The Bristol Aeroplane Company had been manufacturing airplanes and engines since 1910 but turned its thoughts to car manufacture in 1944 to ensure peace-time employment for its workers.
As part of Germany’s war reparations, Bristol obtained a set of blueprints and plans which had been drawn up by BMW in 1939 to update their own model range. The first fruit of this windfall was the 1947 Bristol 400 which used the best features of three outstanding pre-war BMWs, namely the engine of the 328, the body of the 327 and the chassis of the 326. Modified by Bristol’s own engineers to their own exacting aircraft industry standards, all the parts came together beautifully and a most elegant sporting saloon was born.
The six-cylinder 2-litre engine featured an ingenious cylinder head design incorporating hemispherical combustion chambers and inclined valves without recourse to overhead or twin camshafts. Machined from the highest quality materials, it produced 80bhp and could propel the car to a top speed of 95mph with acceleration to match.
To keep weight down, boot, bonnet and doors were in aluminium. Suspension was independent at the front with a transverse leaf spring, and a live axle at the rear with torsion bars. The gearbox was a four-speed manual with synchromesh on the top three ratios and freewheel on first, quite a novelty at the time. The 400 had a fair degree of competition success and successfully completed the Mille Miglia in 1949.
Exact production figures are uncertain but it is thought that perhaps 420 examples were made between January 1947 and December 1950, a fair few of which went to Australia. Today perhaps half this number are thought to survive worldwide, fewer than 60 of which are currently registered with the Bristol Owners' Club, making them a very rare sight on the roads.
First registered in July 1948, this particular 400 is one of the earlier models that still had the spare wheel inside the boot rather than externally mounted as on later versions. According to a note on file, the car was first owned by a Capt George Cousins, ‘Tory Agent Portsmouth’ and although nothing is known of the early history of the car, it does have a very extensive history file from 1964 onwards, an old green log book showing that by 1964 it was owned by a Dr Audrey Vera Fox of Downend, Bristol.
From 1965 to 1967 it was owned by a Richard Davey of Bitton, Glos, being acquired by a Peter Woodward of Iver, Bucks, in April 1967 who was to keep it right up until 2008 when it was sold to Bristol dealer Brian May of Birmingham from whom the current keeper acquired it in 2009. For most of its life it was registered as GOT 12, a number which it sadly lost about 10 years ago (and which now adorns a rather less classy 2009 Citroen C3 Picasso).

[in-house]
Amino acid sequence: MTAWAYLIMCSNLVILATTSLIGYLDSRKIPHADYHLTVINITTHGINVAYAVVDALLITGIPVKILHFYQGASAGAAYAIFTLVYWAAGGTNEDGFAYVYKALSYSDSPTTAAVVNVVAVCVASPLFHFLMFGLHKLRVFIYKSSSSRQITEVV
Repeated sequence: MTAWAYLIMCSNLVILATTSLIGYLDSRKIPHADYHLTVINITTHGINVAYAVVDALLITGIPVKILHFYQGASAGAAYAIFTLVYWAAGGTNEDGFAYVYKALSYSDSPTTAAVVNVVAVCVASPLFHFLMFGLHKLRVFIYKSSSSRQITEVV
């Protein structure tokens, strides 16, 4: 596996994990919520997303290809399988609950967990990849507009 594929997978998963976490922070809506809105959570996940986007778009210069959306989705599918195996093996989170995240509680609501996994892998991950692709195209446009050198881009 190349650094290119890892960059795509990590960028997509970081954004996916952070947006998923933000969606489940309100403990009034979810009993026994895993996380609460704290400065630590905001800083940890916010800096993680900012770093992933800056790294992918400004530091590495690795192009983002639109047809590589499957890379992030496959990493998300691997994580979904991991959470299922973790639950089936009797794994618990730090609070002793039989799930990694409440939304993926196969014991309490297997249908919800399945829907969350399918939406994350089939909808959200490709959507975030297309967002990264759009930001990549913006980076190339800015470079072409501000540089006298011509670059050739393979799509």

During Davey’s brief ownership the car was repainted from grey to Valentines Midnight Blue and the engine was fully rebuilt with new pistons, crankshaft etc, the mileage at this time being around 88,500. A senior legal adviser at Hawker Siddeley, Woodward used the car frequently and looked after it meticulously during his 41-year ownership with many bills on file from Bristol Cars of Filton and Anthony Crook Motors of Chiswick plus a notebook detailing all expenditure up to 141,964 miles in May 1976. In January 1970 at 110,434 miles the block cracked and a replacement engine was fitted (now 400-85A-1254, originally 400-85A-1290).
From 1976 onwards there are many bills for ongoing maintenance, marque specialists Spencer Lane Jones keeping it in tip-top order from 1999 to 2008 and commenting in a letter dated 19th November 1999 that “the car starts, goes, steers and stops remarkably well. In fact it is a real ‘flier’ compared to most 400s”. The last major service was carried out 1,000 miles ago by SLJ in February 2008 at 152,317 miles.
As late as 2004 the car was still being entered into concours events, coming third in class at the Bristol Owners’ Club Annual Concours D’Elegance in September of that year. Pleasingly the car retains its original Radiomobile 100 long and medium wave radio which was fully overhauled in July 2005 by Vintage Radio Services of Bristol at a cost of £225.
Kept in storage as part of a large private collection since 2009, the car has not been on the road these past eight years but has just been partially recommissioned in time for the auction, the engine reportedly running beautifully although we are advised that the brakes will need attention before it can safely be used on the road.
Only reluctantly offered for sale due to imminent loss of storage, this rare and handsome sporting saloon looks excellent value at the sensible guide price suggested and should amply reward any further recommissioning works yet required.